Poets Watching TV: David Chang's "Ratatouille Moment" Helps Us Rethink Relatability in Art

Ugly Delicious Opens a Portal to the Past

You’re reading Poets Watching TV, a semi-regular feature at PopPoetry, a poetry and pop culture Substack written by Caitlin Cowan. You can learn more about it here. Check out the archive to see other TV shows, movies, and films whose intersections with poetry I’ve covered. If you like what you read and want it in your inbox, subscribe so you won’t miss a post!

Process television—shows that involve someone making something—are full of material for writers and creatives of all stripes. Just turn on a show like The Great British Bake Off, Full Bloom, Lego Masters, or any documentary where a creative person is speaking, and just pretend that they’re talking about your art form. This is what I call The Poetry Game, but that’s because poetry is my major art form. For you, this might be better termed The Creative Nonfiction Game, or The Painting Game, or The Haunted Dollhouse Game. You might also just enjoy thinking about creativity for its own sake.

It’s surprising what incredible insights you might be able to glean by forcing yourself, in the moment, to think about what a creative person’s comments can teach you about your work and yourself.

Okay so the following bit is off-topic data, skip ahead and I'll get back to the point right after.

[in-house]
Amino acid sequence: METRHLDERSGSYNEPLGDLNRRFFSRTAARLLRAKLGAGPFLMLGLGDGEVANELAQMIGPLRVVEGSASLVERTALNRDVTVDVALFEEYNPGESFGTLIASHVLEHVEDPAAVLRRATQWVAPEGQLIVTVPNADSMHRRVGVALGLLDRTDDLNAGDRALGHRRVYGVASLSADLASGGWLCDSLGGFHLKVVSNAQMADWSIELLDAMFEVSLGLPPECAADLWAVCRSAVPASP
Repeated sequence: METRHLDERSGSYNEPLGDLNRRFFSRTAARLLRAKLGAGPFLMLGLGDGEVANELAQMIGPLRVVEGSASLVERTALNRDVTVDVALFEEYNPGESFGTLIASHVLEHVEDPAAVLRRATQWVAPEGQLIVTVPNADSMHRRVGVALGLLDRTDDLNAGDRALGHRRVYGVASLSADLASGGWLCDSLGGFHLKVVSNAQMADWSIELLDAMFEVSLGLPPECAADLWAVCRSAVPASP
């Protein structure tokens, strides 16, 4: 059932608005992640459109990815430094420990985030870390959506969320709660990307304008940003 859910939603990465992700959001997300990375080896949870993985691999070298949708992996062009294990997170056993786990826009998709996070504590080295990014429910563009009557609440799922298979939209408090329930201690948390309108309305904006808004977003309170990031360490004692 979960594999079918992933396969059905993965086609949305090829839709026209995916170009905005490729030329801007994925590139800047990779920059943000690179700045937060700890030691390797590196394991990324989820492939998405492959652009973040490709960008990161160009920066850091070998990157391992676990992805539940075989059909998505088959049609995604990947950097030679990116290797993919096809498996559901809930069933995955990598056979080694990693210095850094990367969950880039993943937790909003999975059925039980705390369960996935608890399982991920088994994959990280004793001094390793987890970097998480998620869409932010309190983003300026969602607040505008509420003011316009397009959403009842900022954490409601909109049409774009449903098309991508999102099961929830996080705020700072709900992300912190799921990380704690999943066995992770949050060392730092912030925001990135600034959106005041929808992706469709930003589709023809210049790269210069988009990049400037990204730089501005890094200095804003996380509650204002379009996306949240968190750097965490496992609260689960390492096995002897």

The primality and universality of food make food media, in particular, ripe for use in such exercises. I wrote about the Alinea menu-planning meeting video that helped give birth to the Poets Watching TV idea before, but actual food TV can serve up creativity content well-worth investigating as well.

Home Cooking, “Ugly Delicious” Food, and Memory

If you haven’t watched both seasons of chef David Chang’s brilliant Ugly Delicious on Netflix, I highly recommend it. The show was written and directed by Chang, who also stars. In the show, the genius founder of the Momofuku restaurant empire talks about his culinary upbringing, theories of gastronomy, and more. It’s some of the best food TV I’ve ever watched.

Chang is not only an incredible chef but also a deep thinker and citizen of the world. I love listening to him talk about food, life, and creativity because he embodies what he preaches: a blend of disarming simplicity and chewy, inviting complexity. Listening to Chang feels like having a rap sesh with your coolest, oldest friend.